20 January 2011

Kung Fu Kitchen: Chinese and Malaysian, Westfield Sydney CBD (20 Jan 2011)

Shop 2020a, Level 2, 100 Market Street, Sydney NSW 2000

Nice broth but limited seating

Kung Fu Kitchen offers traditional Asian take-away prepared in accordance with the principles of Kung Fu: wisdom, speed and perfection!

A laksa special offer advertised in the Westfield Sydney e-Newsletter I received today tempts me to try this eatery which sits amongst a few other eateries in the underground passageway between David Jones Food Hall and Westfield Sydney. I still need to try their Wonton Noodle Soup, Crispy Chicken and there strangely named Chow Kuay Dew [Char Kway Teow] but I like their tag line promise of wisdom, speed and perfection. Apparently the part owner/chef has brought their 10 year restaurant experience from a previous Chatswood restaurant (under a different name) to the heart of the city. Upon arriving and presenting the voucher the service seemed a bit confused about the offer but soon validated it — perhaps they weren't fully told about it.

After managing to find a tiny table spot inside I order the Seafood Laksa ($11.80, $10 with Special Offer) which arrives pretty quickly from the kitchen. It's a rather small bowl but its broth is thankfully better than most around town. Maybe not quite as rich as the Malay-Chinese but it's perhaps less oily as well. It has the right mixture of ingredients you'd expect including about 3-4 large prawns to my delight. The Chicken Laksa ($9.80, $8 with Special Offer) also comes as the same small serving size and the same decent broth. In the end I actually didn't mind the small serving because laksa can be a bit too rich to finish but the prices are just as expensive if not more than most of the other laksa eateries around the city which is a shame. I look forward to sampling some of the other classic dishes on offer to compare. The closet competition in the area is Deli Choice and Jimmy's Recipe Malaysia.

PROS: Friendly and efficient service, Decent depth of taste in the laksa, Decent variety of seafood used including large prawns (albeit frozen ones), Central location in the city
CONS: Very limited and cramped sitting conditions, More expensive prices than the norm, Small serving size compare to other eateries, Disposable plastic bowl and cutlery used for eat-in which isn't the best for the environment perhaps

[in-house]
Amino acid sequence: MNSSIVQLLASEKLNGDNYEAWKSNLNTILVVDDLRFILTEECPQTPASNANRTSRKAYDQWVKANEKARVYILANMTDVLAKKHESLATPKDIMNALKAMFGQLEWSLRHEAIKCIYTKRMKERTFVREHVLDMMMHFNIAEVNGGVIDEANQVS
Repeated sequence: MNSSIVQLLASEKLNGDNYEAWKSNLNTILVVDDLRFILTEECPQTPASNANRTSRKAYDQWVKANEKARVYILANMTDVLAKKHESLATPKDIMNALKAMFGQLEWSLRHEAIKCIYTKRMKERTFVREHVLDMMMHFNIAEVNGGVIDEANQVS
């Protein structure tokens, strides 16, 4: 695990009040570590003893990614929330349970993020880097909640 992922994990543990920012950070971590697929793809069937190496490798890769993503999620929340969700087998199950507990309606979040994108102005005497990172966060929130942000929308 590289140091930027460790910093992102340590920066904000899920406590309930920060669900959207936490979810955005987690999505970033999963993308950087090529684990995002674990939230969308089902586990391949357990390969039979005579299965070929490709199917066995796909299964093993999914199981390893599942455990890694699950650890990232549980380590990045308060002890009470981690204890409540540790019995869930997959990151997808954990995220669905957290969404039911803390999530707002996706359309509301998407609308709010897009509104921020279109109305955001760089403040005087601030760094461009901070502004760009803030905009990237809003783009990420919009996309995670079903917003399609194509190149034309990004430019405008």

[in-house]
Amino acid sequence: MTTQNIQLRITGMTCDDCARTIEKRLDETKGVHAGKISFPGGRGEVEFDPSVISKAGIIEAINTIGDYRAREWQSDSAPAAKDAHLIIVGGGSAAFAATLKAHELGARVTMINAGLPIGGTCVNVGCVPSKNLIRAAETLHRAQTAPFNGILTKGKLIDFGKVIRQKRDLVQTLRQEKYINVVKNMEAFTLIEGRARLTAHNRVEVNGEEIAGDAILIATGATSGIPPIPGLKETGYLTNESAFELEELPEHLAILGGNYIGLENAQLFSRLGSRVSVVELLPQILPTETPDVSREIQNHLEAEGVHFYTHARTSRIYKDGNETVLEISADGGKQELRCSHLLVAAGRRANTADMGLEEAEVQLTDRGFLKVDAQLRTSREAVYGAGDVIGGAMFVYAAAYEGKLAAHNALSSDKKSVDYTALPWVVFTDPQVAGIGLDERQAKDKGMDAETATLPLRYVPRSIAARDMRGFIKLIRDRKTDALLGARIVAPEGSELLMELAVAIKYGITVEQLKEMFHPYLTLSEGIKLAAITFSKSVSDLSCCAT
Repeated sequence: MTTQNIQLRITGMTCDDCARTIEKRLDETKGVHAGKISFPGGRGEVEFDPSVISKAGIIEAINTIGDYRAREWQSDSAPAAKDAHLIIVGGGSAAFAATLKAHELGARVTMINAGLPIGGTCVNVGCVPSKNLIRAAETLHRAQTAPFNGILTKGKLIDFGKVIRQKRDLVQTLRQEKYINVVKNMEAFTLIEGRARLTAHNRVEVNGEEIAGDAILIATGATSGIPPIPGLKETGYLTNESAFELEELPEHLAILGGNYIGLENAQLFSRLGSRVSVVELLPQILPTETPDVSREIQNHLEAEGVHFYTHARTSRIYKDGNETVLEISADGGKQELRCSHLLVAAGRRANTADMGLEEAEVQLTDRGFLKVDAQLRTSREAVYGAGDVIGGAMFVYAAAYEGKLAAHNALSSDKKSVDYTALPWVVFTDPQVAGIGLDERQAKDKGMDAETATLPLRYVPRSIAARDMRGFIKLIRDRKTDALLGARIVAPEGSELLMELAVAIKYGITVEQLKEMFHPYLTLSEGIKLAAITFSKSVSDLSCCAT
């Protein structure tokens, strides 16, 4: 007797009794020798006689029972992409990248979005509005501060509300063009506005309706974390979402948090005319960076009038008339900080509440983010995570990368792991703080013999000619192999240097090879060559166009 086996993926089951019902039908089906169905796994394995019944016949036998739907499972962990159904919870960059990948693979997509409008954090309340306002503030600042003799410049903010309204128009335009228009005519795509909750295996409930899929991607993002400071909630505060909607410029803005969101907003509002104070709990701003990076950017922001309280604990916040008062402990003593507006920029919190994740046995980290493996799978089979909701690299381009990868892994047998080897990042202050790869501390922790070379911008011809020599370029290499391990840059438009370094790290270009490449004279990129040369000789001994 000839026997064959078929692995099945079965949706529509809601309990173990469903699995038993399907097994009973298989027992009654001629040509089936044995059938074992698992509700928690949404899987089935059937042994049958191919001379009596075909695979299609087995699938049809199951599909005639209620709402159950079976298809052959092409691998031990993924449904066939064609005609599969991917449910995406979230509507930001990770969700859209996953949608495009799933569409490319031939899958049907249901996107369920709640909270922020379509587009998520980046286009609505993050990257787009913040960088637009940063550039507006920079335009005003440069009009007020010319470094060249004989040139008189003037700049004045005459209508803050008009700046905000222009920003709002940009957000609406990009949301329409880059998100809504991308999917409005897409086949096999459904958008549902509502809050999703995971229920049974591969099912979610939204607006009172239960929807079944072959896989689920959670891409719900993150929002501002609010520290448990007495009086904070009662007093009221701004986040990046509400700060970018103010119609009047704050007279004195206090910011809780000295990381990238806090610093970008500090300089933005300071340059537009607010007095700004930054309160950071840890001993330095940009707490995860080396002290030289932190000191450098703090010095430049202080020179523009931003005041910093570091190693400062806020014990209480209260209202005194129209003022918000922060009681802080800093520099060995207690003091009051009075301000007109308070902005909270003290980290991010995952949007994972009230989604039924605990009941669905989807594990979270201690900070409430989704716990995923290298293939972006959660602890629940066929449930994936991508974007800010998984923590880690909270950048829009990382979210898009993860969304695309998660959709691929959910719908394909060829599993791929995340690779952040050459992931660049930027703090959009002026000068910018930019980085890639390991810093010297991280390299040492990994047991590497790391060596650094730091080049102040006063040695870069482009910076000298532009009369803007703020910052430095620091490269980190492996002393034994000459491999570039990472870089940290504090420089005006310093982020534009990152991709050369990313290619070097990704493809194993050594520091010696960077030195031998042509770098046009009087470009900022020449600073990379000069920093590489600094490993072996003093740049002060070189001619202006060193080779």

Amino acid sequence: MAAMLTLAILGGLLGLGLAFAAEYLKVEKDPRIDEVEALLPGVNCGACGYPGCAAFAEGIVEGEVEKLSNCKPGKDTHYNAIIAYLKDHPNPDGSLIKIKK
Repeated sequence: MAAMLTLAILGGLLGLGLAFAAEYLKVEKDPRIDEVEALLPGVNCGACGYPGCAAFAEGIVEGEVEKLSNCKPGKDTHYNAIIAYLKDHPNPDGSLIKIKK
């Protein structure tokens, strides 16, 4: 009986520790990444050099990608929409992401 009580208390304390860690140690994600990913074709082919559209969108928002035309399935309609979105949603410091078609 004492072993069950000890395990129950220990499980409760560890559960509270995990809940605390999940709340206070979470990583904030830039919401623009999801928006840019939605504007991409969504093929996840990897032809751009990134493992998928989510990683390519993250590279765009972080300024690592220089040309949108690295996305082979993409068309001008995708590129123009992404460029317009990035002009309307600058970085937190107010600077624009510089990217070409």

MUST TRY: Char Kway Teow next time

Seafood Laksa ($11.80, $10 with Westfield Sydney Special Offer voucher)

Chicken Laksa ($9.80, $8 with Westfield Sydney Special Offer voucher)

Very limited table and seating space

Me sitting at the very end of this very narrow side table

A customer finds a tiny spot to sit awkwardly at the service counter

Observation: Japanese soy sauce in a Chinese restaurant


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Kung Fu Kitchen - Westfield Sydney on Urbanspoon


joey@forkingaroundsydney said...

I've passed this place trice and have never seen anyone in it! You might be the first! :-P

john@heneedsfood said...

Hmmm, not sure I'll be trying this place anytime soon seeing that Malay-Chinese Takeaway is now my #1 choice for laksa near my work

Tina@foodboozeshoes said...

Another Westfield addition to try, though the comparisons don't fare too well...

Maria @ Scandi Foodie said...

Wow that table is certainly narrow! :-D
I'll have to make a trip to the city to explore this place better!

Simon Leong said...

hi joey, there was definitely a lot of people when i visited so perhaps the crowds are picking up. i wish they weren't there though so it would be easier for me to get a seat ;-)

hi john, you can't go too wrong with Malay-Chinese for laksa. when you're on a good thing stick to it.

hi tina, hoping the other dishes are good next time i visit.

hi maria, hope you get to try it soon.

Anonymous said...

If you are ever in Parramatta try the laksa at Oriental Tucker Box on George Street. Its comparable to Malay Chinese Takeaway. Open everyday except Sunday. The Char Kway Teow is good too.

Anonymous said...


Here's the website...just found it on google :-)

Ken Bell said...

I had the Peking Duck here last week and it was fantastic. The name caught my eye while shopping in Sydney, and I think i'll check out their Laksa next time i'm in the city based on this review.

Viv said...

Just a clarification on the names - Chow Kuay Dew is generally the cantonese version whereas Char Kway Teow is usually the malaysian version. If you're very picky, the cantonese version should be more savoury whereas the malaysian version would be considered "sweet" by most cantonese. :)

Simon Leong said...

hi sydney foodies, i've heard about the Oriental Tucker Box before and have added to my wish list. hopefully i'll get to try one day.

hi ken, thanks for the recommendation. sounds like i need to try it.

hi viv, thanks for the clarification although when i did a google search on 'Chow Kuay Dew' it actually comes up with no matches so i'm wondering if it's been spelt incorrectly?

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